20 Oct Conquering ‘the Silent Shame’
If you ask someone what they truly want out of life, a lot of people will say, ‘I want to be happy’.
But if you dig deeper and ask, ‘how does happiness look to you?’, people struggle to give a straight answer.
We have progressed so much in terms of technology and development, yet we don’t know how to engage with our neighbour for a quick chat when we need company or a friendly ear. And we’re unable to answer basic questions about ourselves and our wants.
I call this ‘the silent shame’, and it exists everywhere. It is the fear of telling your neighbours , employees when your personal life or company is in trouble. It is the anxiety around admitting to your partner that you aren’t happy in your relationship. It’s the stress that comes with trying to balance so many different aspects of your life and pretending or believing all is okay or you can handle it alone. It’s not wanting to ask for help and feeling ashamed if you need help.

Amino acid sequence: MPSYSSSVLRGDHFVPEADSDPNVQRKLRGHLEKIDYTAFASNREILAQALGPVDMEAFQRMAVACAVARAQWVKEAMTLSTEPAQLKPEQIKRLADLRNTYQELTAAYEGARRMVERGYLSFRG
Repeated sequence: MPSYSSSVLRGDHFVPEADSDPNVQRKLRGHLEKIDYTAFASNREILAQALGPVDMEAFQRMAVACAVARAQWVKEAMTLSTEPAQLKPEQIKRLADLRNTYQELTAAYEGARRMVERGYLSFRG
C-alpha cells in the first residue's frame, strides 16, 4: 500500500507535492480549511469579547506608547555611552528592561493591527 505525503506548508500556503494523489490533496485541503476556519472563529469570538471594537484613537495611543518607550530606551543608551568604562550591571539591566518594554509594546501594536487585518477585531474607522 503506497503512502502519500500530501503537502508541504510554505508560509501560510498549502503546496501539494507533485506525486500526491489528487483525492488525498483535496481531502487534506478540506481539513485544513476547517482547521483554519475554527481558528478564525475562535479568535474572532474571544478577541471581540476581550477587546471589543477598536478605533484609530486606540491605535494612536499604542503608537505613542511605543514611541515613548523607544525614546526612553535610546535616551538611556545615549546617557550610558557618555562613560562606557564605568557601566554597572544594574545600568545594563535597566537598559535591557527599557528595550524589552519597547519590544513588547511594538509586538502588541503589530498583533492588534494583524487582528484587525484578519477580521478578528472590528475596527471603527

It happens to each and everyone of us. And the problem is that we are duping ourselves. Instead, we need to start getting real within ourselves.
So how can we all avoid the silent shame?
The good news is it is absolutely possible. When we’re trained to think inside ourselves properly, we can learn how to admit and articulate the full truth about our lives.
And more than this, we can learn how to ask for help when we truly need it. It is therefore my aim to coach each and every person I work with to become comfortable with looking on the inside. My goal is to help each client of mine to look at themselves and learn how to act and react in each situation that they may come across, so that their silent shames can be conquered once and for all.